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SCRUTINISNG A NEW ENGLAND PARRICIDE.

Lizzie Borden: Past and Present. Leonard Rebello. Al-Zach Press, Fall River, Massachusetts. 642 pages. US$49.95. ISBN 0-9670739-0-1.

The case of Miss Lisbeth Borden of Fall River, Massachusetts, the fair New England parricide, is to America what Jack the Ripper is to old England, both cases transcending their lowest common multiple -- homicide -- and passing into almost-proud legend.

The legend was horn that sweltering August morning in 1892 when Lizzie's momma and poppa were, jointly but separately, despatched with an axe, after a shared family breakfast of mutton, mutton broth, johnny cakes, bananas, coffee and cookies.

When Abby and Andrew were, in that order, struck down, there were only two other people in the house at No. 92 Second Street -- Miss Lizzie and Bridget Sullivan, the Irish maid of all work.

Why should Mr. and the second Mrs. Borden have been so savagely murdered? The answer to that riddle may lie in a matter of money. For the Borden sisters, Emma and Lisbeth, both daughters of the first Mrs. Borden, seem to have been somewhat dour regarding their father's articulated intention of diminishing their patrimony to the favour of his new wife.

One week later, Lizzie was charged with the murders. But, ten months later, in June 1893, at the Courthouse in New Bedford, to widespread amazement an all-male jury acquitted her. She returned to Fall River, where, on her undiminished patrimony, she lived on in some style for another 35 years, dying, just short of her 67th year, in June 1927.

If, as is generally accepted today, Lizzie Borden was really guilty, a number of fascinating points arise and the whole affair becomes an intriguing puzzle, as well as an absorbingly interesting sociological study of certain aspects of late nineteenth-century American domestic economy -- albeit gone awry!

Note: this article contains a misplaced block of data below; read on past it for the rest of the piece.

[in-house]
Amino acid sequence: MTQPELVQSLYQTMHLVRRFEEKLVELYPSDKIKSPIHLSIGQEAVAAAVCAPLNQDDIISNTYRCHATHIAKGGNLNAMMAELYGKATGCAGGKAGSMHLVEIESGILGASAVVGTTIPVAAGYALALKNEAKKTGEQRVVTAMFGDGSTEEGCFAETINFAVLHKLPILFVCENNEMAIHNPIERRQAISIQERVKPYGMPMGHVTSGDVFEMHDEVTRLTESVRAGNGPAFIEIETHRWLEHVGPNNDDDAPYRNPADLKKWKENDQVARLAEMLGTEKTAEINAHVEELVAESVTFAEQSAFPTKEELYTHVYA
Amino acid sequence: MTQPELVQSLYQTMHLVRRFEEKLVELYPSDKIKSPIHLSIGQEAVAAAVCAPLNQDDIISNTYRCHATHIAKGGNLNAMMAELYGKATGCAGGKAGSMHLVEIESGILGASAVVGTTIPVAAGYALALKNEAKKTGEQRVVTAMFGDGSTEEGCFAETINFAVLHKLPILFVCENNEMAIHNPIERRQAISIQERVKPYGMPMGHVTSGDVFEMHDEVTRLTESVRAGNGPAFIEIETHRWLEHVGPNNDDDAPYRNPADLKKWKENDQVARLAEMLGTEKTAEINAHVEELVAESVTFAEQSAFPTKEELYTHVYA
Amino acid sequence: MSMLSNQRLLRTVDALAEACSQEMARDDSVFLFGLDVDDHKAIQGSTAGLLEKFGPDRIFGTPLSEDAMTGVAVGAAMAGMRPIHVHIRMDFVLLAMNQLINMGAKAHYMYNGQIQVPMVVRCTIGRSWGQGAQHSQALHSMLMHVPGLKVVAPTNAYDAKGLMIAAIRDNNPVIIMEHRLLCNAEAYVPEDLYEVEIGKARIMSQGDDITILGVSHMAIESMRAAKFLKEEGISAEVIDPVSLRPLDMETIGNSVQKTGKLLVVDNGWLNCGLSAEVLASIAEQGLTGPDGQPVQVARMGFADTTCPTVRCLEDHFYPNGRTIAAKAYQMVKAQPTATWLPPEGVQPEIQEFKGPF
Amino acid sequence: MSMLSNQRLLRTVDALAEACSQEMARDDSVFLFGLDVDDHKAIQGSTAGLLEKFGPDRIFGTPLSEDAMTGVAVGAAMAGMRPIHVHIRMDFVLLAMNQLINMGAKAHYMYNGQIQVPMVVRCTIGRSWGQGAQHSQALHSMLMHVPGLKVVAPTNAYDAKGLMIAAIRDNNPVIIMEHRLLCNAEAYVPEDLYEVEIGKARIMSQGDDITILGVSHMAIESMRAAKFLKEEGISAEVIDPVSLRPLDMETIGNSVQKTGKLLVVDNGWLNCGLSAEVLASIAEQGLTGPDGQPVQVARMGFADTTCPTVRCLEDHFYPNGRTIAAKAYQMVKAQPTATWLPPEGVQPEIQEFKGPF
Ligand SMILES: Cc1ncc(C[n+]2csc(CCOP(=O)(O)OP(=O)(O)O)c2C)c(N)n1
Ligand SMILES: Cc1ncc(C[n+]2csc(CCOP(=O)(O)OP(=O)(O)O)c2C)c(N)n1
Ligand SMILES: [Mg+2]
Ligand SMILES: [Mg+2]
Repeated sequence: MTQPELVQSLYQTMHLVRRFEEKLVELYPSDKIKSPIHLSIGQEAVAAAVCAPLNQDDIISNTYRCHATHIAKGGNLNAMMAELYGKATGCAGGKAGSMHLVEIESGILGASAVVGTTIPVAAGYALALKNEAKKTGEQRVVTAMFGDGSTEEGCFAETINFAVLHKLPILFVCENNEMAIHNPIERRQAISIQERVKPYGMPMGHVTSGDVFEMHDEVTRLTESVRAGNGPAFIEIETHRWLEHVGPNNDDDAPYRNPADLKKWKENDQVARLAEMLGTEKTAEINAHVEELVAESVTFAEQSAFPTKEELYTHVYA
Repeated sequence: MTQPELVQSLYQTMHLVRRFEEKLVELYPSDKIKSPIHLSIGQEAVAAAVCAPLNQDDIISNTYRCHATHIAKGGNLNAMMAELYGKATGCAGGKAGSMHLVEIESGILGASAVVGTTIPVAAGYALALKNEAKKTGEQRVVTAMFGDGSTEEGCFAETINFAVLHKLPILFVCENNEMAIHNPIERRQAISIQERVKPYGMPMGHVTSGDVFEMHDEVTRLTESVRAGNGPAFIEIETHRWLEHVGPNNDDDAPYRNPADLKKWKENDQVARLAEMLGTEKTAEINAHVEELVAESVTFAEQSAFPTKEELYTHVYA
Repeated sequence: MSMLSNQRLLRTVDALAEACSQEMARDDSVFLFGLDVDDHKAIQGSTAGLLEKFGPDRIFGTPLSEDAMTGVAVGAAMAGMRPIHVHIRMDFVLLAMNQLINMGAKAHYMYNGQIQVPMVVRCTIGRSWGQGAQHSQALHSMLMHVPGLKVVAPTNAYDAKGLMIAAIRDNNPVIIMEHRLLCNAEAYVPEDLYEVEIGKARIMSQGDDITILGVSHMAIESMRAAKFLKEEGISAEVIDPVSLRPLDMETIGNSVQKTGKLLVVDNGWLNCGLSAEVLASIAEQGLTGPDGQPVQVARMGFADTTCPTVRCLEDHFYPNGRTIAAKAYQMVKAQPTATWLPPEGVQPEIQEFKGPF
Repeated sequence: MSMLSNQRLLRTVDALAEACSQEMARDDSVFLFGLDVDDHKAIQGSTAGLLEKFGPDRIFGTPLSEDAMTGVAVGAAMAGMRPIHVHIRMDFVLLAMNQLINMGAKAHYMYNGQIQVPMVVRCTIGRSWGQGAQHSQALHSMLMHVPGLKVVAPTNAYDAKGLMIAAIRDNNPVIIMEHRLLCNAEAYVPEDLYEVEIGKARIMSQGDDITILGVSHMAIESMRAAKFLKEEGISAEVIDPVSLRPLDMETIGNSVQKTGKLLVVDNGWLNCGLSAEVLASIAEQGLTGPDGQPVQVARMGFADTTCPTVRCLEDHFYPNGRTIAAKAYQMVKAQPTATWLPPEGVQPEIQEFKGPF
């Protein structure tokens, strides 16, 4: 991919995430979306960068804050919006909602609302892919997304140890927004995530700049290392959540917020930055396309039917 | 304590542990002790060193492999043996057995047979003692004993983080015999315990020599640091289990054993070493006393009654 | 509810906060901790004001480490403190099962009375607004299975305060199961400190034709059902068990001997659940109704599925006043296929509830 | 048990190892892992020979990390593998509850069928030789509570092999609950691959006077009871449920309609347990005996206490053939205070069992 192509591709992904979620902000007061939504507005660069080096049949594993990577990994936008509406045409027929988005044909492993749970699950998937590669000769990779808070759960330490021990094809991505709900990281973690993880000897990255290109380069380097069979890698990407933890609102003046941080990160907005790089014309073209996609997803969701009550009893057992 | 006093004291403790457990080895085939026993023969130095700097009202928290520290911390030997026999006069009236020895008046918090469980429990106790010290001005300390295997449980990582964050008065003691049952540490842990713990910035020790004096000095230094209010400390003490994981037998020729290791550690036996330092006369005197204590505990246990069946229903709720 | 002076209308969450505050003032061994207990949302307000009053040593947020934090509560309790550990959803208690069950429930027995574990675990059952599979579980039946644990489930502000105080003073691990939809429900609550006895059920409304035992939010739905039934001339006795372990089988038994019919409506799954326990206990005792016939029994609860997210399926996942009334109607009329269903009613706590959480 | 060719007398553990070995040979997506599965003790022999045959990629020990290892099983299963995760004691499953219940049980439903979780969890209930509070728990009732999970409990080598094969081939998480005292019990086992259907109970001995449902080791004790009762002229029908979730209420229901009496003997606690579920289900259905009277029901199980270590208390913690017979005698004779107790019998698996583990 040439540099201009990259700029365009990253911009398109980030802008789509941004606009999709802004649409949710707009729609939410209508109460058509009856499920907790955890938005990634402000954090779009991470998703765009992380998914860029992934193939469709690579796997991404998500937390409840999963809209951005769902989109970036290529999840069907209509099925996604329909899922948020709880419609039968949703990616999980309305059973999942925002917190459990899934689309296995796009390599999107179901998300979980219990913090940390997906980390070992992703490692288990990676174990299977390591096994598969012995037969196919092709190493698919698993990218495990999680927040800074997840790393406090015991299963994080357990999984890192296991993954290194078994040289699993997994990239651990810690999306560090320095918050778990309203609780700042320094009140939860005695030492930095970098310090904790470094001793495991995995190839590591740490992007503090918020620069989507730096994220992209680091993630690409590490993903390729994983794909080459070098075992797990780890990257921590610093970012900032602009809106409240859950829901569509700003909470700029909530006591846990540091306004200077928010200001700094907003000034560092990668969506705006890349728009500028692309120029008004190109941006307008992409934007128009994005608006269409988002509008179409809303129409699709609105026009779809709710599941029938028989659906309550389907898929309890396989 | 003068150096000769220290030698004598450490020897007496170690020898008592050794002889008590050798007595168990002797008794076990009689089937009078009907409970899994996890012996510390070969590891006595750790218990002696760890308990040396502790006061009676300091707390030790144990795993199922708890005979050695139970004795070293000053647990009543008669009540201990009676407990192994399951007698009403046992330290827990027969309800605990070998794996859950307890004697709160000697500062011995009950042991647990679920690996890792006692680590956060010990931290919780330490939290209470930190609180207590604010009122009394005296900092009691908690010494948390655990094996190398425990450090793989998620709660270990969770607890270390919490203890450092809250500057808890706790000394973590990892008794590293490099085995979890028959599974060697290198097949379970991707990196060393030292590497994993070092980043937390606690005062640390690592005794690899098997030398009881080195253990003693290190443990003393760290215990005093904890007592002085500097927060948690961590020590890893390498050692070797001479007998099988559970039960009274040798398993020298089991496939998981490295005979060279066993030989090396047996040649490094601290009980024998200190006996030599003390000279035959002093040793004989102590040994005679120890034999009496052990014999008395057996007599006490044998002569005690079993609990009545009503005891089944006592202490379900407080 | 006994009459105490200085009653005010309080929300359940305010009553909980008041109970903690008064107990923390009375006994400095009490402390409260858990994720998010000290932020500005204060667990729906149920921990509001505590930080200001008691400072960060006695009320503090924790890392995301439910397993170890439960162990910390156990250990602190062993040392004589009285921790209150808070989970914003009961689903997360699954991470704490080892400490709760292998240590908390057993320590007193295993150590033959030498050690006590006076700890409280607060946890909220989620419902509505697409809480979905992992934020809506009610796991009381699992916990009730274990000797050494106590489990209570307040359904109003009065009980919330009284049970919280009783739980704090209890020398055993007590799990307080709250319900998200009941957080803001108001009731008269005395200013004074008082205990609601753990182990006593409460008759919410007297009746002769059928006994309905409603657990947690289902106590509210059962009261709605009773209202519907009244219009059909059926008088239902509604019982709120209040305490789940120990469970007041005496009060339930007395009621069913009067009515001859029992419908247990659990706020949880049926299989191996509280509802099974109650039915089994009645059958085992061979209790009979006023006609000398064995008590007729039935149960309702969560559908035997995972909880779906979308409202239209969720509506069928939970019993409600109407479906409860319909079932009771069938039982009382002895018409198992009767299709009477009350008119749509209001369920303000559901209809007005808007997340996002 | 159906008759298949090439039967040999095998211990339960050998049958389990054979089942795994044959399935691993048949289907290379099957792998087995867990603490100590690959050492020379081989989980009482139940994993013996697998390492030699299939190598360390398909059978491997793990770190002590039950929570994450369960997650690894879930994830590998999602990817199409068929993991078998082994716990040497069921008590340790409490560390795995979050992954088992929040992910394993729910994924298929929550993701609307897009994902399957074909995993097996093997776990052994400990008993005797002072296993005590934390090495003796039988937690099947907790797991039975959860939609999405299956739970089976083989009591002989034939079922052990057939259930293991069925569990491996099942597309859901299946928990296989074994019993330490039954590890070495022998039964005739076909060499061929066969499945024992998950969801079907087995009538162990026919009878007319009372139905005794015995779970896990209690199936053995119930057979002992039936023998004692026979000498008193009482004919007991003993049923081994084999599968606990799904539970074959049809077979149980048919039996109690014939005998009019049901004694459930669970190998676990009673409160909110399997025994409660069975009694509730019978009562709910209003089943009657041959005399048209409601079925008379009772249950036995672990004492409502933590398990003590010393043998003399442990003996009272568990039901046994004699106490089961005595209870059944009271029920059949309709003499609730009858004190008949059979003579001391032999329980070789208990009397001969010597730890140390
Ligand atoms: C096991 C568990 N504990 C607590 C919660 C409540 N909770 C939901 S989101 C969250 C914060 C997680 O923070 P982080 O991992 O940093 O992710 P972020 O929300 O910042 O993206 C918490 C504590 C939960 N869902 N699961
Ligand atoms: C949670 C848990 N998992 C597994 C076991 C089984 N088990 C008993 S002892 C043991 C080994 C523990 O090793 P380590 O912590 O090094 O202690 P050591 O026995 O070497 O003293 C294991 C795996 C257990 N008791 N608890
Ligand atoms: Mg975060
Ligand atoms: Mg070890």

When, some years ago, I made pilgrimage to Fall River, I found the Borden house occupied by a printer whose avowed intention in life it was to keep everyone out of the historic premises. Latterly, Mr. Rebello informs us, the Borden House has been thrown welcomingly open as the Lizzie Borden Bed and Breakfast/Museum. One can only trust that the matutinal fare provided by the proprietors is of a less homicide-provocative kind -- no mutton broth -- than that borne forth from Bridget Sullivan's kitchen that bloodstained Thursday morning 108 years ago.

Of one thing, however, there can be no manner of doubt, 'no probable possible shadow of doubt, no possible doubt whatever', Mr Rebellow is a peerless, enthusiastic, outstandingly industrious encyclopaedist of Bordeniana. His book is all-embracing. The only trouble is that his enthusiasm has slightly outpaced systematism; the corpus of the work is a shade difficult to comprehend in terms of logistics. But doubt not, everything is here. Precisely where to run it down though, can pose something of a problem.

That said, it is rosettes, rosettes all the way. The cliche 'indispensable' cannot be avoided. A mammoth work of massive labour deserving of the highest praise and admiration, no self-respecting student of the Borden enigma can afford to dispense with it.
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Title Annotation:Review
Author:WHITTINGTON-EGAN, RICHARD
Publication:Contemporary Review
Article Type:Book Review
Date:Nov 1, 2000
Words:510
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